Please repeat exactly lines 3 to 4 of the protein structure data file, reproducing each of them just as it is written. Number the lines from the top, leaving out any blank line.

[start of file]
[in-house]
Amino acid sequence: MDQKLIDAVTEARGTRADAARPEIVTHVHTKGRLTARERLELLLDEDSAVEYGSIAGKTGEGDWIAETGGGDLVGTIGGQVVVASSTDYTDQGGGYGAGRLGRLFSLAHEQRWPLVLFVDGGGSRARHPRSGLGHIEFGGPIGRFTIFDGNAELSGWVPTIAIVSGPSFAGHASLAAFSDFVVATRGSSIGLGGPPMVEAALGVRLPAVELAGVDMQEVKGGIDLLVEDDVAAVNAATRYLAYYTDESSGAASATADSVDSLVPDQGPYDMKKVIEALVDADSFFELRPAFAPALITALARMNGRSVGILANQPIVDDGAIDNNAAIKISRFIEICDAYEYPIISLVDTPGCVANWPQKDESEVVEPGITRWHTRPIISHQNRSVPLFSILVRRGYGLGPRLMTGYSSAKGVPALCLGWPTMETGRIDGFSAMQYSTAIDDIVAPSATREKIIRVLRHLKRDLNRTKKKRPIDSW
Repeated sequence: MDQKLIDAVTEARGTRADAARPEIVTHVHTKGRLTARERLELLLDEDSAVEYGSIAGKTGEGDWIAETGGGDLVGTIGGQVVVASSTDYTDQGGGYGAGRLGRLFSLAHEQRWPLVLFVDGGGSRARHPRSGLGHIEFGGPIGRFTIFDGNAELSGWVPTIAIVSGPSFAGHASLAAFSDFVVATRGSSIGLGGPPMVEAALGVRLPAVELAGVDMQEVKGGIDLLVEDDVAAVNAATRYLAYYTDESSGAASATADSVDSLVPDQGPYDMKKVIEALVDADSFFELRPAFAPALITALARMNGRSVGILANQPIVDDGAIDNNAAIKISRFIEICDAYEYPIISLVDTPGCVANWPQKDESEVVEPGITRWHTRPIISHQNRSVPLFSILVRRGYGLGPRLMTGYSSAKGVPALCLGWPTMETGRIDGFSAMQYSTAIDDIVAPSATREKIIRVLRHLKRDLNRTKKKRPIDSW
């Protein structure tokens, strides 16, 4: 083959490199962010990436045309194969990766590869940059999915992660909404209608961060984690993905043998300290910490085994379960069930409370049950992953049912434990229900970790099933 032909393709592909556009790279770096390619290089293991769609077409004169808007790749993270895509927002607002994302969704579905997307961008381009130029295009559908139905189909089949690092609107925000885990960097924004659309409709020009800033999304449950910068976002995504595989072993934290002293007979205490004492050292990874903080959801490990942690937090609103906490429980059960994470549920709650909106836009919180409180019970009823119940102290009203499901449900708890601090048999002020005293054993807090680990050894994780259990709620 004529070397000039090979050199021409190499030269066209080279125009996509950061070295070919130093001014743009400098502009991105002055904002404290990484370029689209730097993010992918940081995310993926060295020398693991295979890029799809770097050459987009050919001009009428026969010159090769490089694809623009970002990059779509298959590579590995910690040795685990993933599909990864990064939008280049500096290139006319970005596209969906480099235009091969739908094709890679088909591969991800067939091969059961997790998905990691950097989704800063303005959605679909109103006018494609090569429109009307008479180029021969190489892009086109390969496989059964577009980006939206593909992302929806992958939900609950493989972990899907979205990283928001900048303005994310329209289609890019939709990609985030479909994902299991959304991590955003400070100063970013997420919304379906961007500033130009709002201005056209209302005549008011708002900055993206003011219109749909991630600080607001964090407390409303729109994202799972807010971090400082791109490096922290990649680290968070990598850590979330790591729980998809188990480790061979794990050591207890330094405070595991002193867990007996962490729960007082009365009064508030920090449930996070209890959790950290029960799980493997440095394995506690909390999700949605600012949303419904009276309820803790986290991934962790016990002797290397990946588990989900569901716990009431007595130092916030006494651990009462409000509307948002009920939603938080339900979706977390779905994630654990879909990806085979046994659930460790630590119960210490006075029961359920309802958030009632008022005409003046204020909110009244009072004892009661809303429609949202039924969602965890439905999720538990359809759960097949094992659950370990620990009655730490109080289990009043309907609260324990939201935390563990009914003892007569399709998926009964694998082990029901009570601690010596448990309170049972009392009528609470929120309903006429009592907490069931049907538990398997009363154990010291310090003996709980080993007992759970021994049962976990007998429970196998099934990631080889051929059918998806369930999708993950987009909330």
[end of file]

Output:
Repeated sequence: MDQKLIDAVTEARGTRADAARPEIVTHVHTKGRLTARERLELLLDEDSAVEYGSIAGKTGEGDWIAETGGGDLVGTIGGQVVVASSTDYTDQGGGYGAGRLGRLFSLAHEQRWPLVLFVDGGGSRARHPRSGLGHIEFGGPIGRFTIFDGNAELSGWVPTIAIVSGPSFAGHASLAAFSDFVVATRGSSIGLGGPPMVEAALGVRLPAVELAGVDMQEVKGGIDLLVEDDVAAVNAATRYLAYYTDESSGAASATADSVDSLVPDQGPYDMKKVIEALVDADSFFELRPAFAPALITALARMNGRSVGILANQPIVDDGAIDNNAAIKISRFIEICDAYEYPIISLVDTPGCVANWPQKDESEVVEPGITRWHTRPIISHQNRSVPLFSILVRRGYGLGPRLMTGYSSAKGVPALCLGWPTMETGRIDGFSAMQYSTAIDDIVAPSATREKIIRVLRHLKRDLNRTKKKRPIDSW
């Protein structure tokens, strides 16, 4: 083959490199962010990436045309194969990766590869940059999915992660909404209608961060984690993905043998300290910490085994379960069930409370049950992953049912434990229900970790099933 032909393709592909556009790279770096390619290089293991769609077409004169808007790749993270895509927002607002994302969704579905997307961008381009130029295009559908139905189909089949690092609107925000885990960097924004659309409709020009800033999304449950910068976002995504595989072993934290002293007979205490004492050292990874903080959801490990942690937090609103906490429980059960994470549920709650909106836009919180409180019970009823119940102290009203499901449900708890601090048999002020005293054993807090680990050894994780259990709620 004529070397000039090979050199021409190499030269066209080279125009996509950061070295070919130093001014743009400098502009991105002055904002404290990484370029689209730097993010992918940081995310993926060295020398693991295979890029799809770097050459987009050919001009009428026969010159090769490089694809623009970002990059779509298959590579590995910690040795685990993933599909990864990064939008280049500096290139006319970005596209969906480099235009091969739908094709890679088909591969991800067939091969059961997790998905990691950097989704800063303005959605679909109103006018494609090569429109009307008479180029021969190489892009086109390969496989059964577009980006939206593909992302929806992958939900609950493989972990899907979205990283928001900048303005994310329209289609890019939709990609985030479909994902299991959304991590955003400070100063970013997420919304379906961007500033130009709002201005056209209302005549008011708002900055993206003011219109749909991630600080607001964090407390409303729109994202799972807010971090400082791109490096922290990649680290968070990598850590979330790591729980998809188990480790061979794990050591207890330094405070595991002193867990007996962490729960007082009365009064508030920090449930996070209890959790950290029960799980493997440095394995506690909390999700949605600012949303419904009276309820803790986290991934962790016990002797290397990946588990989900569901716990009431007595130092916030006494651990009462409000509307948002009920939603938080339900979706977390779905994630654990879909990806085979046994659930460790630590119960210490006075029961359920309802958030009632008022005409003046204020909110009244009072004892009661809303429609949202039924969602965890439905999720538990359809759960097949094992659950370990620990009655730490109080289990009043309907609260324990939201935390563990009914003892007569399709998926009964694998082990029901009570601690010596448990309170049972009392009528609470929120309903006429009592907490069931049907538990398997009363154990010291310090003996709980080993007992759970021994049962976990007998429970196998099934990631080889051929059918998806369930999708993950987009909330």